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Spa Owner Proves Patience is a Virtue

Cathy Christensen January 2009 issue of Skin Inc. magazine
Kym Lagudi

K. Lagudi

Patience is a virtue that Kym Lagudi has in spades. An esthetician currently operating out of her home, Lagudi has big plans that had to be put on hold due to the current economic situation—plans to open a children’s spa where she says patience and a willingness to learn will be key traits for her team members when the business opens. Her love of children has led her to this point in a career that started three years ago, but her love affair with the spa industry has been life-long.

After graduating high school in 1979, Lagudi, a California native, traveled to Australia. “I wanted to go there and backpack, and Europe didn’t appeal to me because I’m a California girl and wanted to go where there were beaches and I could speak the language,” she says. Quickly, Australia became her second home, and Lagudi married a native Australian. During that time, she also enjoyed travelling to spas throughout Europe and became what she calls a religious spa patron.

Soon, the life she was so familiar with changed. “We lived across the street from the beach, so when my husband decided to buy a company in Las Vegas, it was a very difficult transition,” she says. Finding herself in an unfamiliar place was not an easy experience. “I came from the beach to the desert, not knowing anyone and not knowing what to do,” she explains. “Las Vegas is a very transient town.” And as the old saying goes, when it rains, it pours; Lagudi soon found herself going through a divorce.

It was at that time she re-evaluated and decided to embrace the lifestyle she has loved throughout the years, enrolling at the Euphoria Institute of Beauty Arts & Sciences in Las Vegas in 2005 and earning her esthetic license. Although she originally had hoped to work at a hotel spa in Vegas, Lagudi found herself renting space at Vintage Salon near her home, a venture that ended when she was in a massive car accident that fractured her neck. “The range of motion in my neck was very limited and working with my clients at an angle was too painful for me to do for awhile,” she explains.

As her injuries healed, however, she again started offering services—this time out of her home—and also began developing a passion for opening a business that focused on kids. “I love to be around children and love teaching them, especially about early skin care,” says Lagudi, who was inspired by a series of articles in Skin Inc. magazine about the growing trend of children’s spas. This sparked her imagination, and her planning was off and running. Already identifying the perfect location, Lagudi even has budgets and architects at the ready, but recently she had to put her plans on hold, like many others, because of the state of the economy.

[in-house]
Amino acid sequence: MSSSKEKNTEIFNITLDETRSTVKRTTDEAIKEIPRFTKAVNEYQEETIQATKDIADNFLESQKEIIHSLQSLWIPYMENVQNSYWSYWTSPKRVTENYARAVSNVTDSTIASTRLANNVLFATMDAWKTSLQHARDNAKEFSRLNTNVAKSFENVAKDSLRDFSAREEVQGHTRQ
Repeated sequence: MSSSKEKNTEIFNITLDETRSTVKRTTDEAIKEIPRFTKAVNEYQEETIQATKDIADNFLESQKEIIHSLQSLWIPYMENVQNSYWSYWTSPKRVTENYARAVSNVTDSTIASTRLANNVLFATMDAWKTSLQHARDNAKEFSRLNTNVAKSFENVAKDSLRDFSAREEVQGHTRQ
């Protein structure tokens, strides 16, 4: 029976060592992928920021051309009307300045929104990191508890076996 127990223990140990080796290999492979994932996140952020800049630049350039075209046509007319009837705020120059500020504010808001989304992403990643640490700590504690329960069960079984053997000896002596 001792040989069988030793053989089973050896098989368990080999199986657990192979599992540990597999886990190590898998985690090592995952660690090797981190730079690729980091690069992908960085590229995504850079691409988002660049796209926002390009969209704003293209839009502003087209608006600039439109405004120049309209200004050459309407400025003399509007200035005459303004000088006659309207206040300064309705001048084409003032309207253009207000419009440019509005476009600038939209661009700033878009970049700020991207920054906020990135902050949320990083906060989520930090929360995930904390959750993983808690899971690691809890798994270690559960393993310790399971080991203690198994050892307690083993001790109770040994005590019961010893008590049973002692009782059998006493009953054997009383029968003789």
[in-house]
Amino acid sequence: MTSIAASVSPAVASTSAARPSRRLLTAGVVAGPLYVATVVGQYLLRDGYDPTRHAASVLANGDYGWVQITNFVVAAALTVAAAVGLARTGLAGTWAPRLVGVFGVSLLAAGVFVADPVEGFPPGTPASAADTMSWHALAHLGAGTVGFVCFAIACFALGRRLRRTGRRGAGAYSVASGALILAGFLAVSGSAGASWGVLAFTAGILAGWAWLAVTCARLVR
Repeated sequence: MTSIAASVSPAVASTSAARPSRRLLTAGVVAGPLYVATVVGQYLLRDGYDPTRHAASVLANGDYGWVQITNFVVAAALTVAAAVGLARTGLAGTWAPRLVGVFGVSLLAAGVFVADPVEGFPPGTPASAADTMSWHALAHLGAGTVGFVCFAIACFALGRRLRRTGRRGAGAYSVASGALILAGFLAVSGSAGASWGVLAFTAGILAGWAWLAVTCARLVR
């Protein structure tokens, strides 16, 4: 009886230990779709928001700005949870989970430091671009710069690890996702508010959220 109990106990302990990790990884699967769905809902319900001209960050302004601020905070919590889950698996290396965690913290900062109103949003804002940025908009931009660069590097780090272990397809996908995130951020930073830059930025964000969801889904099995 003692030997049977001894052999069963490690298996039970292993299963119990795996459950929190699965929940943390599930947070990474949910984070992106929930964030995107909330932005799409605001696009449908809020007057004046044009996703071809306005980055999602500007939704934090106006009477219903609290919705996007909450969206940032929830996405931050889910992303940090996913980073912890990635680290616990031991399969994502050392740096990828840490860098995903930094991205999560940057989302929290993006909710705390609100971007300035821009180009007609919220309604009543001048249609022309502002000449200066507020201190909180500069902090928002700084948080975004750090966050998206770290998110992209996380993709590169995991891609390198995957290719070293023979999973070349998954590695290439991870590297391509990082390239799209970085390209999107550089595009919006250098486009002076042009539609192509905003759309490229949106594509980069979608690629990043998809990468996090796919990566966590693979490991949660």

Patient as always, Lagudi isn’t phased and sees this as an opportunity to put the necessary components in place so she can start building her dream spa when the market allows. “I figured I would go back to school and get my manicure license, and I want to get my bachelor’s and master’s degrees in early education,” she says. The combination of this education with her solid business plan will undoubtedly result in success—when the time comes. “I’m just going to wait and see. It’s a matter of how the economy picks up in Las Vegas; it might bounce back earlier than I think, but when it’s meant to happen, it will happen,” she says.

A peek inside Lagudi’s mind reveals a plan for a spa focusing on facials, manicures, pedicures and hair services for kids, not so much cuts, but involving funky colors, beads and extensions. “There is nothing like it in Las Vegas,” she says, explaining that she would locate right next to an adult nail salon, allowing parents and kids to enjoy services at the same location. Her target market is children ranging from the ages of 5–15, and she envisions a younger staff who is as enthusiastic as the clientele. “I know it sounds ridiculous for a six-year-old to get a facial, but it would be focused on developing good lifelong habits. They would learn to look after their skin, keep the sunscreen on and keep their faces clean,” Lagudi explains.

As visions of sugar pedicures dance in her head, for now, Lagudi patiently waits and perfects her plan, laying the groundwork for success—success her current nail tech predicts, as well. “She says that 2008 is the year of the rat and is a bad year, but promises that 2009 will be a great one,” Lagudi laughs. And by all indications, it most certainly will be.

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